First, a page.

But on the seventh evening, all the monks commit suicide.

What happened? How many monks were there? How many had the demon's mark?

(copied from "gnome"'s post at Physics Forums)

I like this one because it's funny. Poor monks!

I think I ran across these puzzles years ago when I was reading fun books by Hofstadter, Gardner, and Smullyan instead of doing my assigned problem sets. Good times.

Posted by: Kai Carver at October 10, 2007 06:53 AM

A sad thing about those monks is that, in all the time before the visitor came, each of them had to live with the fact that everyone else was possessed by the demon. You'd hope that, in addition to being perfectly logical, they had no notion of probabilities, and no self-doubt. Otherwise, realization and suicide must have come as a kind of immense relief.

Another variation on these "I know that he knows" puzzles mentioned last night is the cuckolds of Baghdad (French).

In what looks like a fun and dishy book (French version), logician Jean-Yves Girard calls these puzzles infantile, and suggests a variation, "the cuckolds of Houston", involving two men: V, who is an epistemic logic PhD, and W, who's just a moron. The story ends very sadly for V's wife.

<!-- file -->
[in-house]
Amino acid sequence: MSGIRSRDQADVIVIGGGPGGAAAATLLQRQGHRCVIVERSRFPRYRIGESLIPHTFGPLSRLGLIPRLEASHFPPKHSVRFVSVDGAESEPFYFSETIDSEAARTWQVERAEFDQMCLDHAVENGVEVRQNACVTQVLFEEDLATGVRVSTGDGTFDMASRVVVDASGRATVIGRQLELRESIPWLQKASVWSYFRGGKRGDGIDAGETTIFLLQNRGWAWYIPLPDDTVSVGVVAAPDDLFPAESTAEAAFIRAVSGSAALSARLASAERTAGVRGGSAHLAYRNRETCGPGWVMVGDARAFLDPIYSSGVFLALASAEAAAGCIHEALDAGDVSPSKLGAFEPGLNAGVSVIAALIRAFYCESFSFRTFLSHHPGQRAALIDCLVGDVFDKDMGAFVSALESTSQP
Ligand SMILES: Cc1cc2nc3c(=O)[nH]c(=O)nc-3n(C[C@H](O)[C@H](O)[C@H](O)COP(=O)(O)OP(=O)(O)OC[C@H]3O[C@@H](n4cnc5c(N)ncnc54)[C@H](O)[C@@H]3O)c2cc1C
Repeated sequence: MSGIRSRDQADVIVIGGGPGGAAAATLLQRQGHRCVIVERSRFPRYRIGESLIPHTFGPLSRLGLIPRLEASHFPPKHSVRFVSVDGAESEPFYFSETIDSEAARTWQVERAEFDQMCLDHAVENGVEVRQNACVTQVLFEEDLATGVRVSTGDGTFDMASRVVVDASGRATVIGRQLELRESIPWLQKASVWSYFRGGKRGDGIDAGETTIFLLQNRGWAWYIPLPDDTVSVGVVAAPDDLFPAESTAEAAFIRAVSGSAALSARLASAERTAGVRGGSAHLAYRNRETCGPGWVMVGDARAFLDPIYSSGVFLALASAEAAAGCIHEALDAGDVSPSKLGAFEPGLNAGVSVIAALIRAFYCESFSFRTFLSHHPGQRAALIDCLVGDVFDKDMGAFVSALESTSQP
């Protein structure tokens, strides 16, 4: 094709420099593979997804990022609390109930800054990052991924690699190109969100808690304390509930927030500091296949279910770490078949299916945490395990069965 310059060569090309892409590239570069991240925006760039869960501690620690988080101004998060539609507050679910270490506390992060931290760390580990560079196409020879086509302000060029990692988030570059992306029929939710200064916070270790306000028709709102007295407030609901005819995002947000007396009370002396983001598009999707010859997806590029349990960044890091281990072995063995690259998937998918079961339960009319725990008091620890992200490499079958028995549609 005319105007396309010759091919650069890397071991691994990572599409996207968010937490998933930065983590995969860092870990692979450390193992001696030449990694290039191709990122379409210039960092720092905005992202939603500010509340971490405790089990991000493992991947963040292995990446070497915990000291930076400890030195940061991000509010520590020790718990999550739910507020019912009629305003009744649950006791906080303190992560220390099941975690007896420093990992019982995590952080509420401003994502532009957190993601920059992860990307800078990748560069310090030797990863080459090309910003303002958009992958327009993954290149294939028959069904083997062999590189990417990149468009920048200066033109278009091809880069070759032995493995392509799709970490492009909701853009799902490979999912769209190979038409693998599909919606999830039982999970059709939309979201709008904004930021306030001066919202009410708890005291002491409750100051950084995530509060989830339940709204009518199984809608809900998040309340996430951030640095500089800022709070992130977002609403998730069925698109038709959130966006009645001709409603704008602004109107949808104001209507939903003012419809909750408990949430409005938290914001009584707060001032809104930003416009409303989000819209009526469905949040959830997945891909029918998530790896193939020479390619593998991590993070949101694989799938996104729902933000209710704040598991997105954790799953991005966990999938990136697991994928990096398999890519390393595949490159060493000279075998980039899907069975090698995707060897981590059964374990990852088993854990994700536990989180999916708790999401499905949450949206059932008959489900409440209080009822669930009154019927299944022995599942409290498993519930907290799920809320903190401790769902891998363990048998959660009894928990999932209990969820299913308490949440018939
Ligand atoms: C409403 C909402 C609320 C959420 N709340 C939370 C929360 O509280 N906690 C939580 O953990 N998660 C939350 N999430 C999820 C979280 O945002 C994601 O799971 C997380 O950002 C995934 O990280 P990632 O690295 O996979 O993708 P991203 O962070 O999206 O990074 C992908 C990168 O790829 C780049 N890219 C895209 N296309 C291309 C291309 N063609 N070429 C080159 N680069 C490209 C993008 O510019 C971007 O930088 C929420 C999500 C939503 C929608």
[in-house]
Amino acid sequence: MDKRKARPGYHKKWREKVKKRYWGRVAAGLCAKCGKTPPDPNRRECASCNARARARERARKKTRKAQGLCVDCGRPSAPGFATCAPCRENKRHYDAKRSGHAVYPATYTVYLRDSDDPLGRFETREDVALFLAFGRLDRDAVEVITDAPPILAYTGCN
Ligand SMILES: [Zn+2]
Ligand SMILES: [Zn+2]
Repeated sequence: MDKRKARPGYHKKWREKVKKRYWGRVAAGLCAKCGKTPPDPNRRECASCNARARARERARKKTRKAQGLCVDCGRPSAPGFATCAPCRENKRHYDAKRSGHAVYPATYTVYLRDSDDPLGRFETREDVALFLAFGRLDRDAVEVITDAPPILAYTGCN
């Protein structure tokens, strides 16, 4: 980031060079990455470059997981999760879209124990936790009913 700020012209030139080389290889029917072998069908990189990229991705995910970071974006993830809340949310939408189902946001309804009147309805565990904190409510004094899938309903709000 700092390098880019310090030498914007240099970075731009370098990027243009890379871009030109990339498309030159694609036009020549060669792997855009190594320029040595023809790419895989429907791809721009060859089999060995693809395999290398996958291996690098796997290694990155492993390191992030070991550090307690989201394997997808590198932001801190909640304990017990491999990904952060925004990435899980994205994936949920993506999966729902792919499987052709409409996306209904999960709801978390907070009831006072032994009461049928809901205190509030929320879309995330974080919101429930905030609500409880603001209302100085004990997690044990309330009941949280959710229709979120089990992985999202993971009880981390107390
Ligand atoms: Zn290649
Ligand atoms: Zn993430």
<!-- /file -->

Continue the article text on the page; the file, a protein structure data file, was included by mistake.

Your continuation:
(That's sort of what Erik alludes to at the end of his post. What if the blue-eyes are morons? The next day, all the (smart) brown-eyes leave the island, and the blues are left feeling smug.)

Girard seems like an interesting guy. He gave an entertaining talk on mathematical foundations (French) at the UniversitÚ de tous les savoirs in 2000. Among other things, he argues foundationalists are like the Dupondt brothers lost in the desert in "Tintin au pays de l'or noir". And his paper Locus solum: from the rules of logic to the logic of rules, in which he defines something called ludics, contains an amusing mathematical Devil's Dictionary. For example: